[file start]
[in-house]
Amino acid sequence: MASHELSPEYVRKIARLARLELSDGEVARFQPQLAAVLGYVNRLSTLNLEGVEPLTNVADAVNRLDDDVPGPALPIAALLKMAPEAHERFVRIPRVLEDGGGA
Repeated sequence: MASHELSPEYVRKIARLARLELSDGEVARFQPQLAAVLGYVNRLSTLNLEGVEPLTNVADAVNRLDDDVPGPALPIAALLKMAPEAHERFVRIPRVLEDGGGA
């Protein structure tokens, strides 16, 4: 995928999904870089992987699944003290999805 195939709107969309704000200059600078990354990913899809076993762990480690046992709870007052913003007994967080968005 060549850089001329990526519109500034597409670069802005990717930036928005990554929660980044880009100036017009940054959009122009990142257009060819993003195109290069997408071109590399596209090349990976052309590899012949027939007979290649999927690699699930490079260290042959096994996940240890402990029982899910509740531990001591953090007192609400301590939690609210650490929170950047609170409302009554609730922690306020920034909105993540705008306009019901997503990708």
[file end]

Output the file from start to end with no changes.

[in-house]
Amino acid sequence: MASHELSPEYVRKIARLARLELSDGEVARFQPQLAAVLGYVNRLSTLNLEGVEPLTNVADAVNRLDDDVPGPALPIAALLKMAPEAHERFVRIPRVLEDGGGA
Repeated sequence: MASHELSPEYVRKIARLARLELSDGEVARFQPQLAAVLGYVNRLSTLNLEGVEPLTNVADAVNRLDDDVPGPALPIAALLKMAPEAHERFVRIPRVLEDGGGA
């Protein structure tokens, strides 16, 4: 995928999904870089992987699944003290999805 195939709107969309704000200059600078990354990913899809076993762990480690046992709870007052913003007994967080968005 060549850089001329990526519109500034597409670069802005990717930036928005990554929660980044880009100036017009940054959009122009990142257009060819993003195109290069997408071109590399596209090349990976052309590899012949027939007979290649999927690699699930490079260290042959096994996940240890402990029982899910509740531990001591953090007192609400301590939690609210650490929170950047609170409302009554609730922690306020920034909105993540705008306009019901997503990708």